Families stung by new bus rules

19:00, Feb 15 2013

Some of Dannevirke's rural families are having to fork out for their daily school bus ride as a result of a Ministry of Education transport directive enforced in the Tararua this month.

For the first time, transport provider GoBus has charged rural families living on the edge of Dannevirke to transport their children to school.

The directive was first introduced in 2009, but GoBus only adopted it this term.

Operations director Darryl Bellamy was tight-lipped on the topic, saying the company is just following directions. "We are just contracted to the ministry and we're fulfilling our contract to them."

A ministry spokeswoman said the funded school transport service "is not intended to be a door-to-door service" and the responsibility for ensuring students attend school remains with caregivers and parents.

The ministry's guidelines, which apply to all students across the country, state that a student aged 10 years old or over must live more than 4.8km from their nearest appropriate school to be eligible for assistance.


But Dannevirke parent Amanda Grant-Berkahn said it was the safety concerns and cost that concerned her. For the eight years she has lived in Dannevirke's southern rural outskirts, on the corner of Laws Rd and State Highway 2, her family had not been charged for school transport - until now.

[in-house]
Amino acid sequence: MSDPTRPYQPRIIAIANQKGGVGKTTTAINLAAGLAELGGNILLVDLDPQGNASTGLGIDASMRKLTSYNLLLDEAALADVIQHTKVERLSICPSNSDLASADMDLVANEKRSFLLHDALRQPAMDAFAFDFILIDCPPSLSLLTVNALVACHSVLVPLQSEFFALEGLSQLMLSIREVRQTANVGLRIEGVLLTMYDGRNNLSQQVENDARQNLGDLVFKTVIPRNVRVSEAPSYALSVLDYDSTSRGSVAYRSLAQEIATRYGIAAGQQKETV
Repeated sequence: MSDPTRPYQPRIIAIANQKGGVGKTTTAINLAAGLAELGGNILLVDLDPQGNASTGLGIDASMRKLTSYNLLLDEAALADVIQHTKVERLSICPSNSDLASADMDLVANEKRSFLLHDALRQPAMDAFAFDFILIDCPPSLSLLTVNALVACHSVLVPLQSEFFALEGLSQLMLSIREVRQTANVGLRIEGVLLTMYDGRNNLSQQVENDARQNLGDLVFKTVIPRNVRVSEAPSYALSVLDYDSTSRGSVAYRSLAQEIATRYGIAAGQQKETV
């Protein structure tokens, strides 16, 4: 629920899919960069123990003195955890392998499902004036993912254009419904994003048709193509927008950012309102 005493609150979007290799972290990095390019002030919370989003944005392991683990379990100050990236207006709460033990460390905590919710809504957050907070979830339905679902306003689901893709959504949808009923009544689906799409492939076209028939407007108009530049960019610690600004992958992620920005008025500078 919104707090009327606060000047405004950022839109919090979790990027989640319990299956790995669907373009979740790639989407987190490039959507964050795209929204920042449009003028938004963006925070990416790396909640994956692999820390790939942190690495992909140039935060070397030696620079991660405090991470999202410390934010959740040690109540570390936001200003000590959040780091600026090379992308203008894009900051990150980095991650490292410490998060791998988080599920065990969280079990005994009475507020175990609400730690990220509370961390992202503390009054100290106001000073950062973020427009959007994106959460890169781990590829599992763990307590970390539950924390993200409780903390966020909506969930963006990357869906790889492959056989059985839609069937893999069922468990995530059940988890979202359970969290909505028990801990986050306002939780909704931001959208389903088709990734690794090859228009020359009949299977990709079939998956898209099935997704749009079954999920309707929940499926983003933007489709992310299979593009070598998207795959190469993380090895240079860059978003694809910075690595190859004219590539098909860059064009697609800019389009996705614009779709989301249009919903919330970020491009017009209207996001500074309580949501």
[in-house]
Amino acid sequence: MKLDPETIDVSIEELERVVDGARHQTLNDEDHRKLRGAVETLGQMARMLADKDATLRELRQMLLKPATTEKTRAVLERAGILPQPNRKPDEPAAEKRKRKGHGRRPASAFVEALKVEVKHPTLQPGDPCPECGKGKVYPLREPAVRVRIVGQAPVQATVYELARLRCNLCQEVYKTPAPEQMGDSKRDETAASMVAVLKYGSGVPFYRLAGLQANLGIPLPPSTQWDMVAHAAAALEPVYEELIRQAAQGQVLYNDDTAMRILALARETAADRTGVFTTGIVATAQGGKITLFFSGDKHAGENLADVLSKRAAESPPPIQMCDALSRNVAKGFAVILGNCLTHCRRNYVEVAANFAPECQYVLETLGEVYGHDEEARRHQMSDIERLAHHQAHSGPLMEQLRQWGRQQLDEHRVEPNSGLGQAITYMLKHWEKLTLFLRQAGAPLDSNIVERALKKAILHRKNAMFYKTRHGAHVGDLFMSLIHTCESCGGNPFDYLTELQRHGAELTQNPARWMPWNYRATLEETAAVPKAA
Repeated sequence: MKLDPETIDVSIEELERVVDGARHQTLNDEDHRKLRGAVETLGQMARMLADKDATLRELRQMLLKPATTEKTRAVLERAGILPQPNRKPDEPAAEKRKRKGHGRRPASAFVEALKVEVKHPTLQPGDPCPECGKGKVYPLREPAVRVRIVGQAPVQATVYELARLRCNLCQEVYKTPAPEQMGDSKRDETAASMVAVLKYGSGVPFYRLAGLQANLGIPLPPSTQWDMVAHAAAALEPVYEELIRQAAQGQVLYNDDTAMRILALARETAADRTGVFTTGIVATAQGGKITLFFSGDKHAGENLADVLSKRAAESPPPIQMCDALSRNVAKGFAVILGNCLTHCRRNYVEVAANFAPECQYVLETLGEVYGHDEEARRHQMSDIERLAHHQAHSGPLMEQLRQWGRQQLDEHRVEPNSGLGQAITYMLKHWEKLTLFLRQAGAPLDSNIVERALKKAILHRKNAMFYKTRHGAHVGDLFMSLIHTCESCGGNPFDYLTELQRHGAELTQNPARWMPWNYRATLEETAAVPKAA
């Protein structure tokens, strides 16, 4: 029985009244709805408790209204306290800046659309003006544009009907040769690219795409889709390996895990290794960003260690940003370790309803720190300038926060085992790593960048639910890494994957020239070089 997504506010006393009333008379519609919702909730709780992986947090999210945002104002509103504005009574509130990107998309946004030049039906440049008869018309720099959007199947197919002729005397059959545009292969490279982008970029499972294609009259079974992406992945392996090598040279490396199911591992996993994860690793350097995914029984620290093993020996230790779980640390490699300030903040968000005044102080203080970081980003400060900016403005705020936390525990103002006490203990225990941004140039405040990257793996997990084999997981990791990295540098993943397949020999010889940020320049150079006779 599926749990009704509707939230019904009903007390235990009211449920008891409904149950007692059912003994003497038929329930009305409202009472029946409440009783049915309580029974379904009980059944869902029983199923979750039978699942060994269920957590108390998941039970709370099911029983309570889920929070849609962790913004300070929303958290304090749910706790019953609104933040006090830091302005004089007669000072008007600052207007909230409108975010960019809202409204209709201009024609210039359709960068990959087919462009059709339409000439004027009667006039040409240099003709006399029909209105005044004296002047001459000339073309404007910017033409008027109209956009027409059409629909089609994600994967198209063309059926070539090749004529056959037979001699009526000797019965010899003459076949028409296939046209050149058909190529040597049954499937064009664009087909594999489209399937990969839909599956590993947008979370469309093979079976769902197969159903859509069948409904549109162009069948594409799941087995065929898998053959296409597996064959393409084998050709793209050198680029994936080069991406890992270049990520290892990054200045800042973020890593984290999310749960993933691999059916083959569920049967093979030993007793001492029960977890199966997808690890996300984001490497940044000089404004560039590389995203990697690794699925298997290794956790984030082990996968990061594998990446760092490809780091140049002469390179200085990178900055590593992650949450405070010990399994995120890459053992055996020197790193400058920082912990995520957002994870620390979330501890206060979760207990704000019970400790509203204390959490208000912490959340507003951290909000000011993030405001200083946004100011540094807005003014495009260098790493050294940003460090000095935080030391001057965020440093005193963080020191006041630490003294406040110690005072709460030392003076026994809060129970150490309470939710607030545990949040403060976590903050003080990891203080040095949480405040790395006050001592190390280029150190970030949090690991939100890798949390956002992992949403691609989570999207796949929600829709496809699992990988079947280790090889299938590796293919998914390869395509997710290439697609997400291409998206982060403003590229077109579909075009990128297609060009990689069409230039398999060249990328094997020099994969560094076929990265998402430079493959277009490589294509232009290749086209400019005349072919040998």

She has chosen to transport her two daughters to school - about 2km away for Lucy at Dannevirke South School and 4km for Lia at Dannevirke High School - because the school bus fee would be $320 for a 10-week term.

"It's a bit much if you ask me, especially if the bus is going that way anyway. We used to be the last on and first off and now we're just waving as the bus goes past."

Her main concern was for their safety walking along an unpaved 100kmh speed zone to school, she said.

Dannevirke South School principal Stephen Snell said the cost of using the school bus, for those not eligible, would be another unwanted expense, he sympathised with the families affected.

"Any additional costs are always hard," he said.

The ministry spokeswoman acknowledged many schools in New Zealand are located near busy roads and parents might think it unsafe for their children to make their own way to a bus terminal or all the way to school, but said it is their responsibility to transport the child.

Asked if families outside the eligibility zone could receive assistance if they were struggling, the spokeswoman said "exceptions would lead to costly, unfair and inequitable school transport services for students".

Manawatu Standard